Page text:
Good Food Blog
The original domestic goddess?Posted at 12:30PM, 01 December 2009 by Carol Wilson - Food writer
Recently I was privileged to have access to a small collection of very old cookbooks in a private library. Two of these books were by Hannah Glasse, who wrote 'The Art of Cookery made Plain and Easy - Which far exceeds any Thing of the Kind yet published - by a Lady' in 1747. The book remained phenomenally popular for the next 100 years; in fact it was so popular that a rumour was put about that it must have been written by a man!
'The Art of Cookery' was clearly written and easy to follow and was intended to be used by servants. Mrs Glasse declared, 'My intention is to instruct the lower sort... every servant who can read will be capable of making a tolerable good cook'. The recipes were more precise in measures and method than previous cookery books and were easier to understand. Her book also reflected the new standards of hygiene of the time and included instructions on how to clean cooking utensils and kitchen equipment. Until the 18th Century, cookbooks had been written by men for use by chefs in the wealthy and aristocratic great houses of the day. The majority of people had to rely on recipes handed down by word of mouth.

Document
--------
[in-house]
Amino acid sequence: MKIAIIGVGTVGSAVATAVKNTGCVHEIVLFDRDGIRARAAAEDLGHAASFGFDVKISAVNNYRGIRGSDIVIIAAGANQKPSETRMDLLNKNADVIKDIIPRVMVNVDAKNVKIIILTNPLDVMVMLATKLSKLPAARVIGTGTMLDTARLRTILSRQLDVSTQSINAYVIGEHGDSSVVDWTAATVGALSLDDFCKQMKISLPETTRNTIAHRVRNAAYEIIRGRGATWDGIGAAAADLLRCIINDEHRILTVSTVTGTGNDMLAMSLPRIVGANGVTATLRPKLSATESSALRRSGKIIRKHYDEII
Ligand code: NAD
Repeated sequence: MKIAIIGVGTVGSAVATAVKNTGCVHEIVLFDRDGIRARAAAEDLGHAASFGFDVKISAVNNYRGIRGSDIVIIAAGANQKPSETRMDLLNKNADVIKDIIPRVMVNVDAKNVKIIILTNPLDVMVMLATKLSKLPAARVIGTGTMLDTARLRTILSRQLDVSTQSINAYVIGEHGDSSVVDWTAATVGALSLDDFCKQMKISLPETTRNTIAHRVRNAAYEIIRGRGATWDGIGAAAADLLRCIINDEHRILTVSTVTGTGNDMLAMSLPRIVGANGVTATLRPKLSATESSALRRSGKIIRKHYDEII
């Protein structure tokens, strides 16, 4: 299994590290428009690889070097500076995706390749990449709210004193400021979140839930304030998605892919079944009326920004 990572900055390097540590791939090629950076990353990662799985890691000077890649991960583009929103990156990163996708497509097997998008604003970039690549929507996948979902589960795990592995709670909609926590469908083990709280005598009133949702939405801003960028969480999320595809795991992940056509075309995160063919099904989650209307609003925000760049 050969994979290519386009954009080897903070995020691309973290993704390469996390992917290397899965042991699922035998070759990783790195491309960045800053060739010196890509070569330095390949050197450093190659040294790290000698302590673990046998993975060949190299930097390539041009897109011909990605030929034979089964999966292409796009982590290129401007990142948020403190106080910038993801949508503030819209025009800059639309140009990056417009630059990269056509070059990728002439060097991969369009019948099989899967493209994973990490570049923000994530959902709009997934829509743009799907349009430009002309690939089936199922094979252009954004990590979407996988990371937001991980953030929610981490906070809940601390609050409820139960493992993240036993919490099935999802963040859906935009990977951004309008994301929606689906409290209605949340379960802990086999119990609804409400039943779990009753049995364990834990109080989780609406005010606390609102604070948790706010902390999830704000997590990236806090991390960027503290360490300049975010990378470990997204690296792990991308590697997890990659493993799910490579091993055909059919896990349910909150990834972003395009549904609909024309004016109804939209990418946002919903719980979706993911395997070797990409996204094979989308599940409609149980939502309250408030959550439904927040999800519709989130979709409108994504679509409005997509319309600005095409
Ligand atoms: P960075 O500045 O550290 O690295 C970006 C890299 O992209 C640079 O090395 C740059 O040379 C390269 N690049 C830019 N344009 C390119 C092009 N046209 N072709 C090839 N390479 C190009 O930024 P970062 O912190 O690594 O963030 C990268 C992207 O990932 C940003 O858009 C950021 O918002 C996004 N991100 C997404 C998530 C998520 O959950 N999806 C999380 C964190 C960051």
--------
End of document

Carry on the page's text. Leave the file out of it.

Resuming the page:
'The Compleat Confectioner' (1760), also by Mrs Glasse, is a delightful collection of puddings, sweets, pies, tarts and drinks. Puddings - savoury and sweet, boiled or baked - formed a major part of 18th Century fare. Indeed there were so many that foreign visitors to England were amazed at the variety and standard of English puddings.
Many of her wonderful old recipes are worth reviving
I think that many of her wonderful old recipes are worth reviving today, for instance 'Sugar of raspberries' (a dry sugar flavoured with raspberry juice); Violet syrup; Conserve of red roses; Liquorice cakes and a delicious sounding Cherry cordial.
Mrs Glasse was a remarkable woman. Although little is known about her, it's believed that when very young she married a lawyer and had eight children, and was also dressmaker to the Princess of Wales. She lived in the great days of English eating and cooking (she had no time for fancy foreign foods and was particularly critical of French chefs) and her deservedly popular book offers us a fascinating insight into the recipes and cooking styles of the 18th Century.
Who do you think qualifies as the original domestic goddess?